Amazon (AMZN) is one of the world's most influential companies and also one of its largest. Despite trading down roughly 32% from its high, the e-commerce and cloud computing leader still has a market capitalization of roughly $1.3 trillion. Is the tech giant on track to bounce back and return to crushing the market, or is its magic fading? Read on for a look at bullish and bearish dynamics that could shape the stock's performance.
The bear case for Amazon
Parkev Tatevosian: Amazon is a great business that has demonstrated an ability to innovate, offer excellent customer value, and outcompete its rivals. That said, those achievements have cost the company a hefty sum -- evidenced by its relatively small profit margins.
While Amazon's revenue has grown from $61 billion to $470 billion in the previous decade, its operating profit margin has remained below 6%. It seems that whenever Amazon's profits start expanding, it needs to make another massive investment to sustain its growth. Case in point: When Amazon's sales boomed at the pandemic's onset, it needed to make considerable investments in fulfillment capacity to serve that increase in customer demand.
Unfortunately for Amazon, the boom from the pandemic has reversed, yet Amazon is stuck with the investments in expansion. As a result, its operating profit has declined year over year for four consecutive quarters.
It's unclear when Amazon's need for large reinvestments will diminish so that a more significant share of its revenue can turn into free cash flow for investors. Moreover, Amazon is not a cheap stock, trading at a price-to-earnings ratio of 115. If there's a case to be made against Amazon stock, it's that the company continued to operate on thin margins while trading at expensive valuations.
The bull case for Amazon
Keith Noonan: As my colleague Parkev outlined, the timing of Amazon's big infrastructure investments is creating headaches for investors. E-commerce is already a relatively low-margin business, and the company's big spending push has coincided with the waning of pandemic-related demand tailwinds and rising expenses due to fuel costs, inflation, and other factors.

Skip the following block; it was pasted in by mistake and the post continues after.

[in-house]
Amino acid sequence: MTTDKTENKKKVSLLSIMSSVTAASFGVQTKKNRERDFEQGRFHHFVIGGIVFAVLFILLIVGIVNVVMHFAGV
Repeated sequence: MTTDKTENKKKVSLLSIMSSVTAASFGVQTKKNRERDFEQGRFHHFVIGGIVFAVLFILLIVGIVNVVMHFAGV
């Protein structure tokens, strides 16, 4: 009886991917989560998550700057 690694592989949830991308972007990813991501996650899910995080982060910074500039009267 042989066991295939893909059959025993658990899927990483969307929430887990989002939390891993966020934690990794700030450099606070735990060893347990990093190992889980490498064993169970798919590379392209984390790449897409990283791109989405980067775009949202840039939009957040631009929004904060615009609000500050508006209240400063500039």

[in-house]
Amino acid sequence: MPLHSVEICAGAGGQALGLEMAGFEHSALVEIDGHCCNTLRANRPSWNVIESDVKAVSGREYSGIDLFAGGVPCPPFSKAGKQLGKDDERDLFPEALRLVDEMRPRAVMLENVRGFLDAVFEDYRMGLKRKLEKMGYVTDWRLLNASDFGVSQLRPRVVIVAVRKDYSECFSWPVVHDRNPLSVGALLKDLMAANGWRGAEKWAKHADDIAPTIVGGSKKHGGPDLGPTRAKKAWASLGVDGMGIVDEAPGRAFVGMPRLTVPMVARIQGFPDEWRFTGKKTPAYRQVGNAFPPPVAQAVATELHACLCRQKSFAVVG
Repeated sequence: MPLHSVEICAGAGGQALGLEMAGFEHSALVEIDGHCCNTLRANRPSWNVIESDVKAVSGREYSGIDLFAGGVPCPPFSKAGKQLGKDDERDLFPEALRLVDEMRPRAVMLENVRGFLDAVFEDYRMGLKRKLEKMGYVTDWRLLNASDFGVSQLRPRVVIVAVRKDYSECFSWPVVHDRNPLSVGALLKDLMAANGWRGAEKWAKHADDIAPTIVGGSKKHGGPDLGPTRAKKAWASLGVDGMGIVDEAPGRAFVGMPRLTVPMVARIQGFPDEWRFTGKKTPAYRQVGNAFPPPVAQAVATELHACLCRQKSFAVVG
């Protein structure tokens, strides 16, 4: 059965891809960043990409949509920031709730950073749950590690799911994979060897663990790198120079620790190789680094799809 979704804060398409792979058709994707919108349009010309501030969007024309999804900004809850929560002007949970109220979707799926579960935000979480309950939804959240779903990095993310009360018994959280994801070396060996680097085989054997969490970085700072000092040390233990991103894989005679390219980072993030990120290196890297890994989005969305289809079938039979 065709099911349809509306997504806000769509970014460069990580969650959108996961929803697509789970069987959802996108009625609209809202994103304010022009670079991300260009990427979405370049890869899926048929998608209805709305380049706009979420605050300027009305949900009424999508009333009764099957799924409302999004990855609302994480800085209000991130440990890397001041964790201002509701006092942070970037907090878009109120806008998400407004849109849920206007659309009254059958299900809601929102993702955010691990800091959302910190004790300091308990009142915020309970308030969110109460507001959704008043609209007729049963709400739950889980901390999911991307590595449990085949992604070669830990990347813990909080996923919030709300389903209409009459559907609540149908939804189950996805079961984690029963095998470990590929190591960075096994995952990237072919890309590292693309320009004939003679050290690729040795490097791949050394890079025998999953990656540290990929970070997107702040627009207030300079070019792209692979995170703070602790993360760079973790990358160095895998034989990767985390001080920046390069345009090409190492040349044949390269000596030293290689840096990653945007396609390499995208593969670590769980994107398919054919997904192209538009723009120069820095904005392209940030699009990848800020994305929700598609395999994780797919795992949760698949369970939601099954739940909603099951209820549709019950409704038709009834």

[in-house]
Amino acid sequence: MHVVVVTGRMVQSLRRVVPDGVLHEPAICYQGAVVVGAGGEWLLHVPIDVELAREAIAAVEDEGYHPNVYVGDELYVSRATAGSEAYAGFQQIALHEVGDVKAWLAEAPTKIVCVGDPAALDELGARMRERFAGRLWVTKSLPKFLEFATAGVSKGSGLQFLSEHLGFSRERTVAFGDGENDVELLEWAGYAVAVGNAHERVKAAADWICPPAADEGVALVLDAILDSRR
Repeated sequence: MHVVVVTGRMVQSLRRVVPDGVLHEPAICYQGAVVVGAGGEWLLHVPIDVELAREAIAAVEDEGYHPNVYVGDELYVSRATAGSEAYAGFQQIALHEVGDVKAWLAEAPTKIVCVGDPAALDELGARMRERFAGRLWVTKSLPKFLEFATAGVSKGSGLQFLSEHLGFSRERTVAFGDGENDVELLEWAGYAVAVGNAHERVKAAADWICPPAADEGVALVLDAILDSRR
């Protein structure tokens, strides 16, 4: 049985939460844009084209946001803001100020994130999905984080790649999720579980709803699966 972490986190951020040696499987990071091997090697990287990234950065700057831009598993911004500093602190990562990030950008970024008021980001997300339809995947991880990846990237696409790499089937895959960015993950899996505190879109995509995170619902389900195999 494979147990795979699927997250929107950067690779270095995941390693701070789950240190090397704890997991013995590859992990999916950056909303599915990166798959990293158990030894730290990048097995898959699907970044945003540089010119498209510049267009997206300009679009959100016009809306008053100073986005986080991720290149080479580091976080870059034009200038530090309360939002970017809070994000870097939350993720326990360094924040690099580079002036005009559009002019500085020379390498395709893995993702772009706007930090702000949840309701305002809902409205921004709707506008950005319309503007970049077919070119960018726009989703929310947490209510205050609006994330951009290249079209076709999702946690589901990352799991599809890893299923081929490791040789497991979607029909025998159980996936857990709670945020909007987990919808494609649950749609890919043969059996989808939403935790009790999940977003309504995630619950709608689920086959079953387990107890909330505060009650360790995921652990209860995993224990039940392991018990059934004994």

On the other hand, the company's big infrastructure bets show that it is still pursuing a long-term growth strategy, and investors might be overlooking the potential payoffs due to the near-term pains when it comes to profitability.
In addition to efficiency improvements that tend to come with economies of scale, Amazon's big bets on e-commerce could be bolstered by advancements in promising tech categories. The evolution of technologies including machine vision, autonomous vehicles, and robotics sets the stage for the business to become much more profitable. Amazon already enjoys massive scale and infrastructure advantages in e-commerce, and the company's online retail business stands to see massive benefits from automation over the long term.
While e-commerce margin gains will take some time to develop, it's worth keeping in mind that the company's cloud infrastructure business is currently firing on all cylinders. Revenue from Amazon Web Services (AWS) climbed 33% year over year to $19.7 billion in the second quarter, and operating income from the segment increased 36% to reach $5.7 billion. AWS leads the cloud infrastructure services market, and it should continue delivering strong sales and earnings growth as existing cloud software applications are scaled and new websites, apps, and communication tools are brought online.
Amazon continues to look very well positioned for the future, and I think long-term investors will be able to score strong returns by taking a buy-and-hold approach with the stock.
Should you buy Amazon stock today?
Tech stocks have seen turbulent trading this year, and Amazon's growth-dependent valuation and declining operating profits could set the stage for continued share-price declines. On the other hand, the company's core businesses continue to look very sturdy despite recent margin contraction, and the tech giant's leading positions in e-commerce, cloud services, and other categories could pave the way for strong earnings growth over the long term.
Investors looking to minimize risk in their portfolios might want to pass on the stock for now, but Amazon still has the potential to be a big winner for those willing to embrace the potential for volatility in the near term.